As many women can attest, walking around a city in sky-high heels is no mean feat. Parading around town in treacherous pumps is a skill to be learned like any other -- say, driving, or riding a bicycle.
And who better to teach the talent than a former footwear designer? The New York Post has introduced us to Victor Chu, who's developed a class to spread his podiatric wisdom to the heel-clad masses. The "stiletto whisperer," as the Post dubs him, Chu once worked to develop comfy kicks like Uggs and Reeboks, and partnered with dancer Cece Chin back in 2006 to devise a high-heel fitness routine, Legworks. The duo has added instructional, personalized classes to their offerings this summer. Chu explains his motivation to the Post:
"Ninety-five percent of women don't know how to walk in high heels. Women think heels are sexy because men think they're sexy. But you see women wear this pained expression and shuffle. I've seen guys giggle at them — it's not sexy. Bottom line is, you need to be fit to walk in heels with stability."
We ladies certainly would rather walk with poise than inspire laughter on the city streets. At $50 a class, Chu promises to correct high-heel missteps by encouraging engaged abs, relaxed hips and knees and perfect posture. Also important: stretching the calves and ankles to avoid cramping up.
The Post spoke to one stiletto student, Marnie Hampton, an investment banker who fears she needs to wear high heels to get ahead in her career. "Our managing director once said, 'To get the part, you have to look the part,'" she said. "You see the successful women in high heels. I'm not going to get ahead in ballet flats."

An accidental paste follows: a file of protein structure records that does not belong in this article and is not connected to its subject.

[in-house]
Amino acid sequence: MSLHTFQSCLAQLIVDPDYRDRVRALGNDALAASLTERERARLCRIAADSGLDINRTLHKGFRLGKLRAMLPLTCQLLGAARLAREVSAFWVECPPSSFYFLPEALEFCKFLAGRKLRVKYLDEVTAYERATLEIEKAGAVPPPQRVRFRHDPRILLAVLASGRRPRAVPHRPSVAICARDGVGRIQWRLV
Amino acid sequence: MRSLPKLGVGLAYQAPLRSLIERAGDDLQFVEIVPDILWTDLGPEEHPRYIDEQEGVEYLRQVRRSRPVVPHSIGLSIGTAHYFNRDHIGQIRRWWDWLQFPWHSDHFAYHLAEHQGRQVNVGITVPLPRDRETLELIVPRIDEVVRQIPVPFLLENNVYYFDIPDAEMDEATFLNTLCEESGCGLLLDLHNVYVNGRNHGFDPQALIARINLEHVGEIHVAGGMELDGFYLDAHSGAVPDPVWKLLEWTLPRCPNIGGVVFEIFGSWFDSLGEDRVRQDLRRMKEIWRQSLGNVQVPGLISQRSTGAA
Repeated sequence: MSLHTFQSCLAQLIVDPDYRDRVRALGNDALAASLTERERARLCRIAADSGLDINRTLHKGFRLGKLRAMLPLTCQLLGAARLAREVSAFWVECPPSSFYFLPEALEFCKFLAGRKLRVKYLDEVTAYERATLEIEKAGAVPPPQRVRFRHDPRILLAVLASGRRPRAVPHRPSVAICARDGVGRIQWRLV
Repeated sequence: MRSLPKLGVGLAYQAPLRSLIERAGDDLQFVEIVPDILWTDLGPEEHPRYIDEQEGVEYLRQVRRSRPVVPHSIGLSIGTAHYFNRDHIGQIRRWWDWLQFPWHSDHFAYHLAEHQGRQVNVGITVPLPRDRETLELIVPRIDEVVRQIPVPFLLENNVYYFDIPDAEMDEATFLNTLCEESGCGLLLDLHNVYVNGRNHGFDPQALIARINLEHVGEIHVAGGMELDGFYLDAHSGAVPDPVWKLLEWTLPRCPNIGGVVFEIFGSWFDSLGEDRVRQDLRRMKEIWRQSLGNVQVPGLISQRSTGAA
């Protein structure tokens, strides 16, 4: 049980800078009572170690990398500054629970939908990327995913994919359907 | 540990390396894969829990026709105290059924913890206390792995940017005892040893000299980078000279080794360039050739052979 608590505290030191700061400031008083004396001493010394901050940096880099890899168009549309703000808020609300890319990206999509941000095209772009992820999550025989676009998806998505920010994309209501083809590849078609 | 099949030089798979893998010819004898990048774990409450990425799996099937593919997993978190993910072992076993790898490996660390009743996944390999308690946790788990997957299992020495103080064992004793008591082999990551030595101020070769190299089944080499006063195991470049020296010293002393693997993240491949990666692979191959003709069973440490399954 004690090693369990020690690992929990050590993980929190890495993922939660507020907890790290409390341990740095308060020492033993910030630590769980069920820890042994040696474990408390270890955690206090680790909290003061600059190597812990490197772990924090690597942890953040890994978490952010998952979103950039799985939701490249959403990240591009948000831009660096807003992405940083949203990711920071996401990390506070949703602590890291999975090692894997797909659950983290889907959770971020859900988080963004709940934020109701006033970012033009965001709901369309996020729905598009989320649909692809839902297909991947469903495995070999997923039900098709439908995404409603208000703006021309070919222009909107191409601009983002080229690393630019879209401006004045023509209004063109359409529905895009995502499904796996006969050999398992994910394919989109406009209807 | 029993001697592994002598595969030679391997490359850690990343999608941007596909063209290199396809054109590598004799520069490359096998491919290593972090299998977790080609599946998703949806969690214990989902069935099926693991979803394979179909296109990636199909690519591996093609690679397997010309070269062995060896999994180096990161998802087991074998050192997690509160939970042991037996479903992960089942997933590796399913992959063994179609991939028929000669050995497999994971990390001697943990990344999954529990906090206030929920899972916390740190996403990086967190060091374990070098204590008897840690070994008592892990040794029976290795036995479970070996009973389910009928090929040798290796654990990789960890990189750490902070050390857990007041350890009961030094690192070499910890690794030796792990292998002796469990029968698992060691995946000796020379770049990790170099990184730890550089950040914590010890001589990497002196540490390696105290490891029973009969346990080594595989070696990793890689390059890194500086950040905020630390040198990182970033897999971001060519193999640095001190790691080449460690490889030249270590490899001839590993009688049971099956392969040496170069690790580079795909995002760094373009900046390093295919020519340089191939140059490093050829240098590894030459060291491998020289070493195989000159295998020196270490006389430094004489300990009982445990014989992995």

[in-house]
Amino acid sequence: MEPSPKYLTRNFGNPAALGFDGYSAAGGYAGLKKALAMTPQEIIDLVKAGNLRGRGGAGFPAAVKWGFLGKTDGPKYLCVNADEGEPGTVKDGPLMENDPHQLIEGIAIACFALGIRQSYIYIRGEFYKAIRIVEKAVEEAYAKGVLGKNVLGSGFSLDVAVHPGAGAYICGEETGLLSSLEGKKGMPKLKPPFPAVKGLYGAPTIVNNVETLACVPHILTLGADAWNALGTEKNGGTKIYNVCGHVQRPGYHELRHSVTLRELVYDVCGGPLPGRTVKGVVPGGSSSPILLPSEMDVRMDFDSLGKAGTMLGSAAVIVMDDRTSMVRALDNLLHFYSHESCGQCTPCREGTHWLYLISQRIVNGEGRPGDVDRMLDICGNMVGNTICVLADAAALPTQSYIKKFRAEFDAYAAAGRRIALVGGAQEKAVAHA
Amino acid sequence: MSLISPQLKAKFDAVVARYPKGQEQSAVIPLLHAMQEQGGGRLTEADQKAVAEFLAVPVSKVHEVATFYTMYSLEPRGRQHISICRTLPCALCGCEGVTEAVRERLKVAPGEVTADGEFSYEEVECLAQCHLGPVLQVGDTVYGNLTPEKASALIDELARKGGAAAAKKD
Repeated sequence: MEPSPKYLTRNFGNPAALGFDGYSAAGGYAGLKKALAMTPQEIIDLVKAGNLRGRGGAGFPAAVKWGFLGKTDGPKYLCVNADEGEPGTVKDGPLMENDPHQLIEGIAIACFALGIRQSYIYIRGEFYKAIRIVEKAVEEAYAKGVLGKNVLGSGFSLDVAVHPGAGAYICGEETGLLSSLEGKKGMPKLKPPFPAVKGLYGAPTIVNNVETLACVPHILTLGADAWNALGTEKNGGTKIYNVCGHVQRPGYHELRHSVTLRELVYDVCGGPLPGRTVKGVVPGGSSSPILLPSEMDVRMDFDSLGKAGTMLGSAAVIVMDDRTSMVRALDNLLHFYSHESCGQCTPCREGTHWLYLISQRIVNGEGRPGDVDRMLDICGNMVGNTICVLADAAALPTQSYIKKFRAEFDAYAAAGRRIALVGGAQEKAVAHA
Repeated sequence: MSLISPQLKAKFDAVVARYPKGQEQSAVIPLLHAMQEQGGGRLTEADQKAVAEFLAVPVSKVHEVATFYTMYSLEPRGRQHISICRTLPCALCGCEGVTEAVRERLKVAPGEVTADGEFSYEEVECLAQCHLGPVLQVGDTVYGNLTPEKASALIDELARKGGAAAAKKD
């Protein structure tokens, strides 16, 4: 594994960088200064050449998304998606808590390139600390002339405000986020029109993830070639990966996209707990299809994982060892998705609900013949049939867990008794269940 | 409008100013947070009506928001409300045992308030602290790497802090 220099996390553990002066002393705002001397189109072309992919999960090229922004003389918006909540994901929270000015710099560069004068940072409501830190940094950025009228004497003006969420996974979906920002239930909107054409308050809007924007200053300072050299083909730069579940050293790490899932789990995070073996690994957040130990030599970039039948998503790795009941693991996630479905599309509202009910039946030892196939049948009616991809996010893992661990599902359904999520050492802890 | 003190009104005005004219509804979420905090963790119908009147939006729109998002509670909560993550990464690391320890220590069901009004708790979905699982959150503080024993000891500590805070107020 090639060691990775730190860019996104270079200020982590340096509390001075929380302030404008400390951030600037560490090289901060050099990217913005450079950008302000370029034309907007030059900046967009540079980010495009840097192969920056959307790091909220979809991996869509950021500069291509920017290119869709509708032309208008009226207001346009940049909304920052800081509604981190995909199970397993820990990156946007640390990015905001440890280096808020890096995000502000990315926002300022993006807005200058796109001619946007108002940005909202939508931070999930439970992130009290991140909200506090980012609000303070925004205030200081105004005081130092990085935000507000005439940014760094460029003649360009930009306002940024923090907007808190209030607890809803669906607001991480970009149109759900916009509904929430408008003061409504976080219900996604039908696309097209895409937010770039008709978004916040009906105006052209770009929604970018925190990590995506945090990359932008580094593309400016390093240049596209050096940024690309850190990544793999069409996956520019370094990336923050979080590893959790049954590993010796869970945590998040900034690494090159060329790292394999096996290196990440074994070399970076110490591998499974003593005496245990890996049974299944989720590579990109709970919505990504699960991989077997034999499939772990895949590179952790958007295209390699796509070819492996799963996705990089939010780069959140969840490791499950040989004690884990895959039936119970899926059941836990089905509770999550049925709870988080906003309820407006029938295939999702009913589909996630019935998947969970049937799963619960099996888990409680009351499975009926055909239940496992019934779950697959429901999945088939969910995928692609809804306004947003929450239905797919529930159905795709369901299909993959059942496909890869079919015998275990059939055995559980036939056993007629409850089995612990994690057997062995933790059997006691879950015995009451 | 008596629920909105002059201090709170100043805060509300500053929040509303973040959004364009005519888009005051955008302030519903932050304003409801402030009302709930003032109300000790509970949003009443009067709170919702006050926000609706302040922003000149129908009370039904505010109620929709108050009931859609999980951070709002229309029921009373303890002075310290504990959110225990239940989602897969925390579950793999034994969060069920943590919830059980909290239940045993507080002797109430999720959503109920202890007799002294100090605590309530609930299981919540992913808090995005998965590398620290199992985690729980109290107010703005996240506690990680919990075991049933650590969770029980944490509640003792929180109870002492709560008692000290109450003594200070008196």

We have to respectfully disagree; recently, successful women like Amy Poehler have spoken out on the pressure to perform in high heels -- and professed an avoidance of the shoe entirely. Christina Aguilera proved the danger inherent in heels when she took a public tumble in perilous pumps just last week. Another famous flat shoe advocate: Arianna Huffington, who avoids the shoes like the plague.
Are high heels important enough for the wearer to risk injury and require practice? Read more at the New York Post and tell us what you think!
We can all agree heels were the wrong choice here:
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